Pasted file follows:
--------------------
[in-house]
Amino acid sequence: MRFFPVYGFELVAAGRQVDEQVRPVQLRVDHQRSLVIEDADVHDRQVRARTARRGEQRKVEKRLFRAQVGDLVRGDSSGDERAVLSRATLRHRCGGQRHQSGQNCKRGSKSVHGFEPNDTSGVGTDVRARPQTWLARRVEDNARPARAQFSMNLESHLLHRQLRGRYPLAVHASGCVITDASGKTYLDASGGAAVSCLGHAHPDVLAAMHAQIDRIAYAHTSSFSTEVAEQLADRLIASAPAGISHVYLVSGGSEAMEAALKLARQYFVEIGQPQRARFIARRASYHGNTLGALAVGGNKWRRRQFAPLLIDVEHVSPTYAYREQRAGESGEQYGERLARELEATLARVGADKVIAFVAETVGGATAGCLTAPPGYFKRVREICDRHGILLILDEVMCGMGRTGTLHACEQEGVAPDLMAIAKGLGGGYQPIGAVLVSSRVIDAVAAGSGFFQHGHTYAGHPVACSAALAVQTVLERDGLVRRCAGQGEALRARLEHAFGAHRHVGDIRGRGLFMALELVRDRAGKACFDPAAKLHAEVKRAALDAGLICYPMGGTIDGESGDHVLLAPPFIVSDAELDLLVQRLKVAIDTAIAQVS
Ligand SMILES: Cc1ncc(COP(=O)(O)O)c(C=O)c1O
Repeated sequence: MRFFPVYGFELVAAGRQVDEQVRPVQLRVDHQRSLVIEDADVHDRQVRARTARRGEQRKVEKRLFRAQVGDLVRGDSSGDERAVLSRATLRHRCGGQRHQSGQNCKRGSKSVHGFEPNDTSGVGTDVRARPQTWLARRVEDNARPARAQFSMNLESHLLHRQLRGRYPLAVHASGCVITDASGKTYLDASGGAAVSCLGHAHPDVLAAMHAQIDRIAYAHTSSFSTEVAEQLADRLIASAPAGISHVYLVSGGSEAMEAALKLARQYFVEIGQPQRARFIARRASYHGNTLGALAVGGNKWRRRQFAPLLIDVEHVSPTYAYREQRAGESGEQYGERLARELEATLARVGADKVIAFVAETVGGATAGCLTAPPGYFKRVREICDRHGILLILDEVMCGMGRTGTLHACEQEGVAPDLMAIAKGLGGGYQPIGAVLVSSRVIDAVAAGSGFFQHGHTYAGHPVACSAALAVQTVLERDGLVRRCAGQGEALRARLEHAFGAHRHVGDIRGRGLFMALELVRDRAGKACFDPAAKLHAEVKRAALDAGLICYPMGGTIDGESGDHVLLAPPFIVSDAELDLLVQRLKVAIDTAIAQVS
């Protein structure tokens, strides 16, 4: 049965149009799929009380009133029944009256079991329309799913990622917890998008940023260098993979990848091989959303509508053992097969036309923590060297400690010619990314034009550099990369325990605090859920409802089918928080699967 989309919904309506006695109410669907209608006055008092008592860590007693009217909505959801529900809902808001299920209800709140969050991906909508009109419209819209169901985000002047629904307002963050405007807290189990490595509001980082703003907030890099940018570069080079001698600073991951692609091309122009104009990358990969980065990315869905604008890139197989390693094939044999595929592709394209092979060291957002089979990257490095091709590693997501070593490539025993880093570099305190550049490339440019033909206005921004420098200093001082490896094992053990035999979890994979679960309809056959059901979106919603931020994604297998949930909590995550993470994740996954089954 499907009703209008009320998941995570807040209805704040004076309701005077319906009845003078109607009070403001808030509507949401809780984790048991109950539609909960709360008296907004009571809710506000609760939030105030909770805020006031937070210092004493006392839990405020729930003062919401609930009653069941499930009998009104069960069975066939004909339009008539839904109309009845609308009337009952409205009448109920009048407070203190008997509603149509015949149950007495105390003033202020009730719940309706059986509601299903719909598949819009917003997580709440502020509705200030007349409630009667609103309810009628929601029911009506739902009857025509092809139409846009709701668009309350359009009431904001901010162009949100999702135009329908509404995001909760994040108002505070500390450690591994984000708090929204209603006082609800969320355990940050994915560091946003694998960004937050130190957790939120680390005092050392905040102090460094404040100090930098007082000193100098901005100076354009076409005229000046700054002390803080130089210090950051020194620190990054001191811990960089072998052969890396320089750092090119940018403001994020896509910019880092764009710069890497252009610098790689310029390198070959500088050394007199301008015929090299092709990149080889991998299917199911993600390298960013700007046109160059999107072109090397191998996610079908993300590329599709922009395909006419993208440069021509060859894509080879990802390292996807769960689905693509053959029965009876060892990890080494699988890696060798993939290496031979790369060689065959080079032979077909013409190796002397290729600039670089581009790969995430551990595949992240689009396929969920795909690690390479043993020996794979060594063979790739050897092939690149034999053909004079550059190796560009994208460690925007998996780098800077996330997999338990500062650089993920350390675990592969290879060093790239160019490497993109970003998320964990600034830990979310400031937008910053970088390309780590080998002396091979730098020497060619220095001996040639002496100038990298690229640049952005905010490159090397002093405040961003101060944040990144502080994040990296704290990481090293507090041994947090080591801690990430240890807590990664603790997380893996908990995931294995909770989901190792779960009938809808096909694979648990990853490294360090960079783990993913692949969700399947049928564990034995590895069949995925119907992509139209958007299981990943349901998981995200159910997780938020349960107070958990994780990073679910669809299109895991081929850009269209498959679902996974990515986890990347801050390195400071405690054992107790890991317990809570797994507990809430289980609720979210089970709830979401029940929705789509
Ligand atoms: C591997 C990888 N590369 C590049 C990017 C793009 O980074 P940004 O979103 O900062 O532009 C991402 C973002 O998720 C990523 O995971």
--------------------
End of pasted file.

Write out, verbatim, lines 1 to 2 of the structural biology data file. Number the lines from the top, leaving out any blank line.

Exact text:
[in-house]
Amino acid sequence: MRFFPVYGFELVAAGRQVDEQVRPVQLRVDHQRSLVIEDADVHDRQVRARTARRGEQRKVEKRLFRAQVGDLVRGDSSGDERAVLSRATLRHRCGGQRHQSGQNCKRGSKSVHGFEPNDTSGVGTDVRARPQTWLARRVEDNARPARAQFSMNLESHLLHRQLRGRYPLAVHASGCVITDASGKTYLDASGGAAVSCLGHAHPDVLAAMHAQIDRIAYAHTSSFSTEVAEQLADRLIASAPAGISHVYLVSGGSEAMEAALKLARQYFVEIGQPQRARFIARRASYHGNTLGALAVGGNKWRRRQFAPLLIDVEHVSPTYAYREQRAGESGEQYGERLARELEATLARVGADKVIAFVAETVGGATAGCLTAPPGYFKRVREICDRHGILLILDEVMCGMGRTGTLHACEQEGVAPDLMAIAKGLGGGYQPIGAVLVSSRVIDAVAAGSGFFQHGHTYAGHPVACSAALAVQTVLERDGLVRRCAGQGEALRARLEHAFGAHRHVGDIRGRGLFMALELVRDRAGKACFDPAAKLHAEVKRAALDAGLICYPMGGTIDGESGDHVLLAPPFIVSDAELDLLVQRLKVAIDTAIAQVS